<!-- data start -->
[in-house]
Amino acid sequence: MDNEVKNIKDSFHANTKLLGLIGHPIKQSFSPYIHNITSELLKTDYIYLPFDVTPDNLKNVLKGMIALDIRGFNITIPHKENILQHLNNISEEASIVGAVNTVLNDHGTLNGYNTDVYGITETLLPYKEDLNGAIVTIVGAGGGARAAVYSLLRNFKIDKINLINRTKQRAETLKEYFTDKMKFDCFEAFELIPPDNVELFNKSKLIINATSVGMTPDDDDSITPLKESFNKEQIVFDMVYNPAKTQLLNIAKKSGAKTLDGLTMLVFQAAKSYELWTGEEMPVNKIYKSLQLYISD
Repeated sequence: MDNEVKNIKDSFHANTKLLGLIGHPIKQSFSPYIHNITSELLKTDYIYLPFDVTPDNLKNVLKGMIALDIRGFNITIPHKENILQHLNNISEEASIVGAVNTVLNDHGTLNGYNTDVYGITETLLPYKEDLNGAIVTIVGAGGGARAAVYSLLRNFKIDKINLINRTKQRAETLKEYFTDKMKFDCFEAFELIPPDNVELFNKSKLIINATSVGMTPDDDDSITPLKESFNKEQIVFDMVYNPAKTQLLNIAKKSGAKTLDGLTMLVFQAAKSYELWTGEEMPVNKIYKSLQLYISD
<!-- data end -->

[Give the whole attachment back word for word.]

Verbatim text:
[in-house]
Amino acid sequence: MDNEVKNIKDSFHANTKLLGLIGHPIKQSFSPYIHNITSELLKTDYIYLPFDVTPDNLKNVLKGMIALDIRGFNITIPHKENILQHLNNISEEASIVGAVNTVLNDHGTLNGYNTDVYGITETLLPYKEDLNGAIVTIVGAGGGARAAVYSLLRNFKIDKINLINRTKQRAETLKEYFTDKMKFDCFEAFELIPPDNVELFNKSKLIINATSVGMTPDDDDSITPLKESFNKEQIVFDMVYNPAKTQLLNIAKKSGAKTLDGLTMLVFQAAKSYELWTGEEMPVNKIYKSLQLYISD
Repeated sequence: MDNEVKNIKDSFHANTKLLGLIGHPIKQSFSPYIHNITSELLKTDYIYLPFDVTPDNLKNVLKGMIALDIRGFNITIPHKENILQHLNNISEEASIVGAVNTVLNDHGTLNGYNTDVYGITETLLPYKEDLNGAIVTIVGAGGGARAAVYSLLRNFKIDKINLINRTKQRAETLKEYFTDKMKFDCFEAFELIPPDNVELFNKSKLIINATSVGMTPDDDDSITPLKESFNKEQIVFDMVYNPAKTQLLNIAKKSGAKTLDGLTMLVFQAAKSYELWTGEEMPVNKIYKSLQLYISD